Two summers ago we stopped for lunch at a public picnic table looking out to Lion Rock at Piha. As our children walked across the mown grass their shoes turned green from the septic tank leachate oozing from the ground. Their shoes and the whole area stank; it sure didn’t do much for our appetite.

Yet the Left are silent on urban water quality issues, best not scare the voters with any suggestion they may need to fund the upgrade of their own effluent disposal system. It is far more politically expedient to poke the borax at farmers. We all have a footprint on this planet, and poor water quality has many causes and we are all responsible for the many solutions. Taxing only one group is not that solution.

Across New Zealand we are covering much of our elite food producing soils with the ongoing march of urban sprawl, permanently removing this land from production. Surely mankind cannot have more of a footprint that covering food producing soil with concrete.

In our world, we are challenged to produce food at the lowest price in the world. We do so by employing world leading technology to be some of the most efficient producers on the planet. Why would I say the cheapest in the world? Well, if we are not, the manufacturers and supermarkets will turn and import the ingredients quickity-split.

You see, as much as we talk about providence of supply and country of origin, animal welfare and environmental footprint, the brutal reality it that the vast bulk of consumers purchase the grocery item that the supermarket has a “special” tag attached to and couldn’t give two-toots as to where it came from or what standards it conformed to.

Our family has proudly farmed continuously in various parts of NZ for 140 years; I am but a caretaker and would hope that at least one of my children might take our family forward as food producers. It is in our very best interests to ensure that this property is in better condition for the next generation than when I began my stewardship.

I have listened to the hatred, I have read the posts on social media riping into farmers and it saddens me. This is a very nasty election campaign and I hope it is not a reflection on society as a whole.

It is a wet Sunday afternoon and I have stock to check on, best get my wet weather gear back on and get cracking.

David Clark.

As posted on Facebook

Who’s to blame for river health?

Dairy is the main scapecow when it comes to water pollution blame, but that industry takes it’s clean clean green obligations more seriously than most city dwellers.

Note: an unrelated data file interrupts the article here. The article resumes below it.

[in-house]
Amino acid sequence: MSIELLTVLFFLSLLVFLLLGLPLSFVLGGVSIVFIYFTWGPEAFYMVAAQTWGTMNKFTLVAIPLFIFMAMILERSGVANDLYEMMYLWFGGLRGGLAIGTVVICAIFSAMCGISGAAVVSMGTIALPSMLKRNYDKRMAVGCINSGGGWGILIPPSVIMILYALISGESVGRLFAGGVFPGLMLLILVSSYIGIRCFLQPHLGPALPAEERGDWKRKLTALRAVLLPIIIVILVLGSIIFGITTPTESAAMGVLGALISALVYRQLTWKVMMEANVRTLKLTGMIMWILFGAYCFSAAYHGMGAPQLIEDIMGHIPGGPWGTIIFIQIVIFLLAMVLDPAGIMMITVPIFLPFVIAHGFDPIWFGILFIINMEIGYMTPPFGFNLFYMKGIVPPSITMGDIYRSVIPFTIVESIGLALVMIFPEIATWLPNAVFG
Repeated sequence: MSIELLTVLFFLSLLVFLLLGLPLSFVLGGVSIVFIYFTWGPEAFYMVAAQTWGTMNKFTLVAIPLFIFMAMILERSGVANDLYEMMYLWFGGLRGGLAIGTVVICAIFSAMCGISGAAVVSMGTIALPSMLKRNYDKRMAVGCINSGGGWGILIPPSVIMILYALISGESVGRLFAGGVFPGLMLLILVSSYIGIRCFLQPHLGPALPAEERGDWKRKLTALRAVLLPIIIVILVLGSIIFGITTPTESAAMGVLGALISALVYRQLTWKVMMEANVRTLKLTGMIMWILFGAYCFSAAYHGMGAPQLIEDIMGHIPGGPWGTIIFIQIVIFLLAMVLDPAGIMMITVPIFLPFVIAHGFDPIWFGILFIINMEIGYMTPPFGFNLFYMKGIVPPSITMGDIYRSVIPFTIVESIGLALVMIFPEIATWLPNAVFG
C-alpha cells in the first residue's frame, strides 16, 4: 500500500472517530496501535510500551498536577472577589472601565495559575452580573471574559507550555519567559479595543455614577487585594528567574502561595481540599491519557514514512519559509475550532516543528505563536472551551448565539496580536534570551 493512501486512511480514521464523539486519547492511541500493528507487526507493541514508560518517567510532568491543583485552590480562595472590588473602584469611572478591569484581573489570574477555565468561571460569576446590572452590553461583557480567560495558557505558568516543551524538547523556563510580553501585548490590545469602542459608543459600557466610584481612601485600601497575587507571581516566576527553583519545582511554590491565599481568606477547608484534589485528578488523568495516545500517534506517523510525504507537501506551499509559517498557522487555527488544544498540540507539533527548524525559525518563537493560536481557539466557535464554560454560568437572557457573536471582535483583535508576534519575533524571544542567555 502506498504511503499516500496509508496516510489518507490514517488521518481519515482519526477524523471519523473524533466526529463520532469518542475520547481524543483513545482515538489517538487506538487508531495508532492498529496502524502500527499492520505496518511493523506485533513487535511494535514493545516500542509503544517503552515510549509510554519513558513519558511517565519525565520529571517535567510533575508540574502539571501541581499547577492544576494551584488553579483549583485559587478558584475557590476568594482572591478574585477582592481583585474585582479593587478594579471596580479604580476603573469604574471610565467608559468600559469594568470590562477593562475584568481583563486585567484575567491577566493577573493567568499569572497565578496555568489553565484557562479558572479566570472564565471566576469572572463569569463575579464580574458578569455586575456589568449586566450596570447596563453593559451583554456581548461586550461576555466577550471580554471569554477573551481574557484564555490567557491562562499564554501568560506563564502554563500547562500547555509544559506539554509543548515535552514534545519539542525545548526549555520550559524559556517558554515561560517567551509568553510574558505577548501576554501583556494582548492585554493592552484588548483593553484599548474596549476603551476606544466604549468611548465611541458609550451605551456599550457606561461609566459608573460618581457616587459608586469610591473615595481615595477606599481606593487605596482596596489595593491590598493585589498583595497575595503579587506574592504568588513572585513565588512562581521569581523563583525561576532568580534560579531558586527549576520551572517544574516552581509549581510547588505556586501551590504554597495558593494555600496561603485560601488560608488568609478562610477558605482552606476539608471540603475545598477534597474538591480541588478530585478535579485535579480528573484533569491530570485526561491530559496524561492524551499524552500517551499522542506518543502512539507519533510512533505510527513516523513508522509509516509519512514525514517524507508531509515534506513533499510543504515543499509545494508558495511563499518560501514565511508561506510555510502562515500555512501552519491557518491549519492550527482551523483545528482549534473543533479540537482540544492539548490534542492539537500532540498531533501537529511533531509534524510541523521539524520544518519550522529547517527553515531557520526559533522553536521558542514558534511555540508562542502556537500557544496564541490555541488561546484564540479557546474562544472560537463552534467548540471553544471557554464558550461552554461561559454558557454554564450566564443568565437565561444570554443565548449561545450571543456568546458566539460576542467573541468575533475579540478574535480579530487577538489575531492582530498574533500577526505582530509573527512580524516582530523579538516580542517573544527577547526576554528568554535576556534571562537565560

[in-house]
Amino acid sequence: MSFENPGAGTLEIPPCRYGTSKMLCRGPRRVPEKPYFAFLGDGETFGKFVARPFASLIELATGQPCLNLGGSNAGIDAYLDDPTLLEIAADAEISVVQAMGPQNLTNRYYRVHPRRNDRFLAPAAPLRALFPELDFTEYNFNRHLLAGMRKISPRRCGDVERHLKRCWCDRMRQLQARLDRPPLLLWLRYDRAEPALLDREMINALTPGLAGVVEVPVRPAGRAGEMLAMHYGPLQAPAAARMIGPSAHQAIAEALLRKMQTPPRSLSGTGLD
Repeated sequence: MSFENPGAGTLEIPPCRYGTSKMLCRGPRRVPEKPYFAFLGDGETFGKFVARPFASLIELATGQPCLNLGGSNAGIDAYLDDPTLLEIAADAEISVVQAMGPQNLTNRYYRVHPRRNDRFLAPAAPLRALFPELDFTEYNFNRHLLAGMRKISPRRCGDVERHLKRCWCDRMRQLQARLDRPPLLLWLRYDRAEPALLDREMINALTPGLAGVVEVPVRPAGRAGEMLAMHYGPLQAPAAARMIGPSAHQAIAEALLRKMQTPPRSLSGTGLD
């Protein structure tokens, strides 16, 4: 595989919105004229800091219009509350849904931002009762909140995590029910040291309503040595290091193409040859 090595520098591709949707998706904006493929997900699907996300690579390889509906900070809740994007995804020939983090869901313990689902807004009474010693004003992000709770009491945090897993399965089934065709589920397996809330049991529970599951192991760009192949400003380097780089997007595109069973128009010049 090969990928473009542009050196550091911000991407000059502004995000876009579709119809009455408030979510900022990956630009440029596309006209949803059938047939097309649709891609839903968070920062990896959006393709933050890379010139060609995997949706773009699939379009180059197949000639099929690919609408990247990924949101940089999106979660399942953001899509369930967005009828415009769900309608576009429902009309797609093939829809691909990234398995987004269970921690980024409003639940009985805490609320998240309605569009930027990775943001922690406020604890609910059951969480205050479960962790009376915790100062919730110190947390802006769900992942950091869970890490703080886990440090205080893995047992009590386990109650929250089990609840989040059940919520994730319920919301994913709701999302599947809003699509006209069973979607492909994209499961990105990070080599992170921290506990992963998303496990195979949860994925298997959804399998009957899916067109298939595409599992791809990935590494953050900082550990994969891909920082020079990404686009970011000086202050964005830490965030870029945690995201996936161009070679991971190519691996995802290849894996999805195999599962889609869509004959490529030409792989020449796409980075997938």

Newshub has published a series of reports on water quality in New Zealand. One of the biggest culprits would appear to be the dairy industry – but that could be an unfair emphasis when there are a number of other causes of our water pollution, people and cities being major ones.

Newshub: Special report: The blame game over NZ river health

As Newshub reported in parts one and two of our special investigation into New Zealand’s river health, the dairy industry has acknowledged the role it plays in pollution, and its farmers have spent a billion dollars trying to protect waterways from further contamination.

There are other factors to consider when it comes to river pollution.

  • The beef, lamb and venison industries are not regulated to protect waterways.
  • Other land and river-based industries such as milling are key polluters.
  • Invasive species of fish and plants are still a major problem.
  • Climate change is having a major detrimental effect as our waterways heat up.

While it would be easy for Newshub to square up the protagonists in a ‘we said, they said’ debate, the true facts of the matter are that all New Zealanders are responsible for the health of our waterways, even the great majority of us who live in urban areas.

We all live here, we all eat the food that is grown here, and we all go to the toilet here – it’s that simple.

Even political critics of polluters are a part of the problem.

We are all responsible for water pollution